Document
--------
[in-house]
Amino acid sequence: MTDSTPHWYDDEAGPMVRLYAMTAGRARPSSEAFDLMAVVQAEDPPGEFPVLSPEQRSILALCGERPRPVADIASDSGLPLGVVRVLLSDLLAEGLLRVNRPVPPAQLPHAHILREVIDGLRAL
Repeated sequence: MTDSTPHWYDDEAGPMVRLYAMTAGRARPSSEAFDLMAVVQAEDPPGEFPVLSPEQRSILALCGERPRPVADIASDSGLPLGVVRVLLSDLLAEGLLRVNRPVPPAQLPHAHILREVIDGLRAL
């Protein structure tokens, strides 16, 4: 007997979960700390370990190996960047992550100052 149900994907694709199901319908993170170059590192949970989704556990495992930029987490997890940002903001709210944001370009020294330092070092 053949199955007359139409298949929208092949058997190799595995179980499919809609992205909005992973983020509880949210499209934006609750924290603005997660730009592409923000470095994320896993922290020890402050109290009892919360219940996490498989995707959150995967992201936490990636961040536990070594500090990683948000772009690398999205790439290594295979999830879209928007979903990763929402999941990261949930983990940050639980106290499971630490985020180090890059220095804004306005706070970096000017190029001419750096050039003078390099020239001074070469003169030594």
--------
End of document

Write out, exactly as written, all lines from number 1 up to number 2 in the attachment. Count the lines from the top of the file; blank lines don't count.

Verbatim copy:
[in-house]
Amino acid sequence: MTDSTPHWYDDEAGPMVRLYAMTAGRARPSSEAFDLMAVVQAEDPPGEFPVLSPEQRSILALCGERPRPVADIASDSGLPLGVVRVLLSDLLAEGLLRVNRPVPPAQLPHAHILREVIDGLRAL